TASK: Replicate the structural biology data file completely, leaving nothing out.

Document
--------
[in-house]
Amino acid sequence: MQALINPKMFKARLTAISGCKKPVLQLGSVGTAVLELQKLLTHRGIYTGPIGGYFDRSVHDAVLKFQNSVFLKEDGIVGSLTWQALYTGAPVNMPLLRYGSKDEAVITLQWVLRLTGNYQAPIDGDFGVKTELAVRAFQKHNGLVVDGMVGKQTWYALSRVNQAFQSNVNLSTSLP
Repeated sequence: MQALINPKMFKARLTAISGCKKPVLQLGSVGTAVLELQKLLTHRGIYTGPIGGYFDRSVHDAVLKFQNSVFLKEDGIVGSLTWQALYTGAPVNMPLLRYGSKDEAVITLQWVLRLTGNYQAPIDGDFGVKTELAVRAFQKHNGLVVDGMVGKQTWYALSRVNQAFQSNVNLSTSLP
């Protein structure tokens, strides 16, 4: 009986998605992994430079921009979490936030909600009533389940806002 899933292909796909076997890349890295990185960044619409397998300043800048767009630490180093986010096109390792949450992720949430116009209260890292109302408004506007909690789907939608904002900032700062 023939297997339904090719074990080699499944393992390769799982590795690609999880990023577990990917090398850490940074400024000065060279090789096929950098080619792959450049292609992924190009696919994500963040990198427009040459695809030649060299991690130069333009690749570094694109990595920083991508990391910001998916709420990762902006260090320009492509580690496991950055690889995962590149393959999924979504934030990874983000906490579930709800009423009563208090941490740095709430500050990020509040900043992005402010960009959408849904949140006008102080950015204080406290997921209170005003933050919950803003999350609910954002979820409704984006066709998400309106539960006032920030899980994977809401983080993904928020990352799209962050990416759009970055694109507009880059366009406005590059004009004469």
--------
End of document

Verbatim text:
[in-house]
Amino acid sequence: MQALINPKMFKARLTAISGCKKPVLQLGSVGTAVLELQKLLTHRGIYTGPIGGYFDRSVHDAVLKFQNSVFLKEDGIVGSLTWQALYTGAPVNMPLLRYGSKDEAVITLQWVLRLTGNYQAPIDGDFGVKTELAVRAFQKHNGLVVDGMVGKQTWYALSRVNQAFQSNVNLSTSLP
Repeated sequence: MQALINPKMFKARLTAISGCKKPVLQLGSVGTAVLELQKLLTHRGIYTGPIGGYFDRSVHDAVLKFQNSVFLKEDGIVGSLTWQALYTGAPVNMPLLRYGSKDEAVITLQWVLRLTGNYQAPIDGDFGVKTELAVRAFQKHNGLVVDGMVGKQTWYALSRVNQAFQSNVNLSTSLP
């Protein structure tokens, strides 16, 4: 009986998605992994430079921009979490936030909600009533389940806002 899933292909796909076997890349890295990185960044619409397998300043800048767009630490180093986010096109390792949450992720949430116009209260890292109302408004506007909690789907939608904002900032700062 023939297997339904090719074990080699499944393992390769799982590795690609999880990023577990990917090398850490940074400024000065060279090789096929950098080619792959450049292609992924190009696919994500963040990198427009040459695809030649060299991690130069333009690749570094694109990595920083991508990391910001998916709420990762902006260090320009492509580690496991950055690889995962590149393959999924979504934030990874983000906490579930709800009423009563208090941490740095709430500050990020509040900043992005402010960009959408849904949140006008102080950015204080406290997921209170005003933050919950803003999350609910954002979820409704984006066709998400309106539960006032920030899980994977809401983080993904928020990352799209962050990416759009970055694109507009880059366009406005590059004009004469």